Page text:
It is interesting to grow up in an old world family with new world ideas. My childhood dinners were created by eyes looking back at recipes thousands of years old, but also forward toward the wonders the future might bring. I was told from a very young age that I was Jewish, but that was all the information I received from my family. Like many others raised in a non-religious household, by the time I was an adult, the only associations I had with Judaism were my grandparent’s food and language: Molokheya and Judeo-Arabic. What could be more Jewish than that?
I was born in Los Angeles to my Egyptian mother and my Mexican father. It wasn’t a union that my grandparents could have even imagined when they were living in Cairo. But they accepted it, cognizant of the decision they made to raise their daughters as secular Americans. They made that decision after a lifetime of forced travels brought on by their Judaism. From their own modern-day Exodus from Egypt to France (forced upon them by President Gamal Abdel Nasser in the 1950s), to the difficult times in France as they awaited approved passages to America, until they arrived to an Ashkenazi community in Wisconsin who was ready and willing to accept and support Jews….but not Arabs. From Wisconsin they saved everything they could to get someplace warmer and where they could re-invent themselves. So they ended up in Los Angeles, spoke nothing but French outside the house, and put a Christmas tree in the window.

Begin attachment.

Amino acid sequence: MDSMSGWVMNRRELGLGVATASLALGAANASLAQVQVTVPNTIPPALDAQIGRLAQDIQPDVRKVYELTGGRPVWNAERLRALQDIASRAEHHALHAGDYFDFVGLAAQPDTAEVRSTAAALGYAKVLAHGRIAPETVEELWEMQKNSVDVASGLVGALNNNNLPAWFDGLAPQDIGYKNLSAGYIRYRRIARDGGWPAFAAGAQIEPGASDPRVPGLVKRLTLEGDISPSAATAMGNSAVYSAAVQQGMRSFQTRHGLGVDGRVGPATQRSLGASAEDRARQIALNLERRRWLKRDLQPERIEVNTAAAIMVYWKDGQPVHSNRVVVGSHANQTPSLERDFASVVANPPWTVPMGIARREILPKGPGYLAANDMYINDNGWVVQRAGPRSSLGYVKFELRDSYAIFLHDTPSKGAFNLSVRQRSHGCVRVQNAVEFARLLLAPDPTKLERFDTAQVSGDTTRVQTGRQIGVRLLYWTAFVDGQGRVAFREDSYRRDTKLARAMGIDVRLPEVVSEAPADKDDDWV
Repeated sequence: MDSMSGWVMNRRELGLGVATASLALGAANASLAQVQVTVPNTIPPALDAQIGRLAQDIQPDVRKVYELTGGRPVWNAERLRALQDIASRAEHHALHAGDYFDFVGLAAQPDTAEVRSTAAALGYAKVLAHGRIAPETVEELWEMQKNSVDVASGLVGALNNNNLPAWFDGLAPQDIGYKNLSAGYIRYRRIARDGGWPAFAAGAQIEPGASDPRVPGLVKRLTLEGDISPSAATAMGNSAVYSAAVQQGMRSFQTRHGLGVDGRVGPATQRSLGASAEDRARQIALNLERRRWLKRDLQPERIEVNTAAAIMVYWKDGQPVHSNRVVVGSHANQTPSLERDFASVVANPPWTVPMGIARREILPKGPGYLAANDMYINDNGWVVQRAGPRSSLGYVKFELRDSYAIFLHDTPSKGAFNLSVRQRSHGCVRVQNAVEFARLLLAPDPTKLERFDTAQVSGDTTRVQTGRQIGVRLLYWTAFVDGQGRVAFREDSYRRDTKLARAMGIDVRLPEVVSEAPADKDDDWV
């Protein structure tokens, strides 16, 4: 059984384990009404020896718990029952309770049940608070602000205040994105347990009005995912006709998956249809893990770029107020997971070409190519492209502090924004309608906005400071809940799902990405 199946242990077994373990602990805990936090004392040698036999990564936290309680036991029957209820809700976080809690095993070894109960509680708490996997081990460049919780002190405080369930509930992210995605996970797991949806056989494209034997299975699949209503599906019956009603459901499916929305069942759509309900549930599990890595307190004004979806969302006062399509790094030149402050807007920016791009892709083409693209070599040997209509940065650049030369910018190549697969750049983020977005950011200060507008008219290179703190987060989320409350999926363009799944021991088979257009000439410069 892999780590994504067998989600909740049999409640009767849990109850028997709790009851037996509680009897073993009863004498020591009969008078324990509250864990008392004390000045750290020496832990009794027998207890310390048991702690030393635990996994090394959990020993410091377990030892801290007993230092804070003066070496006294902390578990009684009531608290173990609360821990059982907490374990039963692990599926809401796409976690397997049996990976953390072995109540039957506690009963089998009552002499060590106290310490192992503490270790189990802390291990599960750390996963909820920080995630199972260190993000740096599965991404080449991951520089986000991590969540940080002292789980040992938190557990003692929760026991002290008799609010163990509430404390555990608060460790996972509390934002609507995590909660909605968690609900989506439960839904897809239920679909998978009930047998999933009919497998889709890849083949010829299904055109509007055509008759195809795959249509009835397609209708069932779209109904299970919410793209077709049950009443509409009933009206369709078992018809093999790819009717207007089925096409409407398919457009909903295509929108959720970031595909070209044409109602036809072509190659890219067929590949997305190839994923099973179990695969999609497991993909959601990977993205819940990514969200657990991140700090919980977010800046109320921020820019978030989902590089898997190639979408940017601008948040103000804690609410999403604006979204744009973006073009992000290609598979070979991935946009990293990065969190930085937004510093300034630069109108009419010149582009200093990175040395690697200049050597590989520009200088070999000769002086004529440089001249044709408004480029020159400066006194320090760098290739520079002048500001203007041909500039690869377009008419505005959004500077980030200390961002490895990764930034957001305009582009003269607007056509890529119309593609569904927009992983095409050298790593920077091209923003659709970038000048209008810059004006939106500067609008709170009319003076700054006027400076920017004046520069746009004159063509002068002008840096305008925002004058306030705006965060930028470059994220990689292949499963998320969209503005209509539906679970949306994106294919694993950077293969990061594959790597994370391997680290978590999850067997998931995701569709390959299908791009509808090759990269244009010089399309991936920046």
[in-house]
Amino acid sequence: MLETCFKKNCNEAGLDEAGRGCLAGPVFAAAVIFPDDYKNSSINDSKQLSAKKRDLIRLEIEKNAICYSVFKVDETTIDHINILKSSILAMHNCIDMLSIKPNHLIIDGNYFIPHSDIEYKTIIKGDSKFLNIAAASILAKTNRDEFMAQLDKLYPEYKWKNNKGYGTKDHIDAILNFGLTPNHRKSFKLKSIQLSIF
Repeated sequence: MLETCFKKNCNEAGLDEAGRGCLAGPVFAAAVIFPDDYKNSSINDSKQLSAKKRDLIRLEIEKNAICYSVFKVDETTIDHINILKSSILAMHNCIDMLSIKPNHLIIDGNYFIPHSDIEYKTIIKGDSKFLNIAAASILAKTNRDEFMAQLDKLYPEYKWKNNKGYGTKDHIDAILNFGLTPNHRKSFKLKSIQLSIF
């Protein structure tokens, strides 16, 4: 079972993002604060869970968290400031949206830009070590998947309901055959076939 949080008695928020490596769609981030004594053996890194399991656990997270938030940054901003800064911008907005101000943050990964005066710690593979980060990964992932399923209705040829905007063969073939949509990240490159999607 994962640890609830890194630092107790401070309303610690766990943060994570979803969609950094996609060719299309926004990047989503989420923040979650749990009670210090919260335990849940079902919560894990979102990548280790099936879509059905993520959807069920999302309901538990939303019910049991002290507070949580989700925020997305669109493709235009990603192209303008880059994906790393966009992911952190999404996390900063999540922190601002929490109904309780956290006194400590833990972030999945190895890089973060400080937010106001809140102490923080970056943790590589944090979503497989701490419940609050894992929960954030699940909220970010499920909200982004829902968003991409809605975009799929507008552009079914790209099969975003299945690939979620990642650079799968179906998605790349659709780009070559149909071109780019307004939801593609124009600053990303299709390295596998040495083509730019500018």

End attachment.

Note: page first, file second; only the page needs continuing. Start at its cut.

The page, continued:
The first time I entered a synagogue was many years after the passing of my grandparents. I was 19 years old, and I had only accepted the invitation extended to me because I was a starving college student and they were offering free food. It was my first religious Jewish experience, and it was the most alien thing I’d ever experienced. It was a confusing surprise that absolutely nothing was familiar: especially the language and the food. But I did feel at home in one very important way; in fact, it is the reason that I did not walk away. My morals resonated with the morals I heard from the bimah. This was all about how to be a good person, which was a discussion that permeated my youth. That kindred simplicity made me look around at Ashkenazi faces and still know that I belonged.